CompaniesMay 8 2013

Advisers concerned ongoing advice fees too low: study

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Over 40 per cent of adviser firms are concerned that the remuneration they are receiving through their post-Retail Distribution Review pricing model for ongoing servicing of clients and may not cover their costs, a survey of over 1,300 adviser firms has revealed.

The latest edition of Adviser Snapshot, which conducts research amongst adviser firms to monitor the way in which they are reacting to the new regulatory environment, revealed that post-RDR, 60 per cent of firms charge solely on the basis of a percentage of the amount invested.

According to the survey only 8 per cent charge a regular, fixed fee and 16 per cent use a combination of the two techniques.

While 50 per cent of respondents have no specific concerns about managing their on-going service, 42 per cent are concerned about ensuring that the cost of providing it does not exceed the fees they charge.

Around 86 per cent of firms are now offering a charged for on-going service and only 3 per cent are offering no on-going service at all. Around 7 per cent of respondents are offering ongoing service without explicit charge.

The most common services being offered are annual reviews, access to the adviser and other staff, reviews more regularly than annually, and valuations.

The survey also revealed that fewer than one in 10 are concerned about ensuring that clients get value for money from the on-going service, while 24 per cent of firms are reporting problems with providers not being able to administer charges in the way they had intended.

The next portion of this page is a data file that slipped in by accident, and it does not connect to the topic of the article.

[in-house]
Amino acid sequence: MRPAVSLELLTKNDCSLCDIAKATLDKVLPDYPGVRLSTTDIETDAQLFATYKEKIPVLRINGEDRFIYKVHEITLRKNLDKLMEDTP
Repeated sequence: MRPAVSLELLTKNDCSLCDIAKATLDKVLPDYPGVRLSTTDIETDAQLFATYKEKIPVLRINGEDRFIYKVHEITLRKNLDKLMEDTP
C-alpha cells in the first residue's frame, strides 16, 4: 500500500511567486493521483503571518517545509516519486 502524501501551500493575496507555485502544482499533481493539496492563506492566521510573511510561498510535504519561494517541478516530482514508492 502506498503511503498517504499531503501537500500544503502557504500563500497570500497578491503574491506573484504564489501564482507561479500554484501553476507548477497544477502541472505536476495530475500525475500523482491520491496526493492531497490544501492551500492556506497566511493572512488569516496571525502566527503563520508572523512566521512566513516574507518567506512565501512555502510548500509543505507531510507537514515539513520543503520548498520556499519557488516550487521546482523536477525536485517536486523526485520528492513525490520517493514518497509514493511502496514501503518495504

Some other services being offered include free fund switches and reviews of risk and changes in circumstances. The most common services being offered were the same as pre-RDR, but now some advisers offer unlimited valuations or access to the adviser or they are limiting them.

The survey represents a cross-section of the adviser community, with 86 per cent of responding advisers directly authorised, 69 per cent working at a firm with three or fewer advisers, and 96 per cent offering an independent service.

A spokesperson for Action Consulting, who launched Adviser Snapshot earlier this year, said: “The research does fuel concerns about the sector: many firms are worried about the impact of the loss of trail on their future revenue, but not many seem to be taking active steps to ensure that the on-going service they deliver is both valued by the client and cost-effective to deliver.”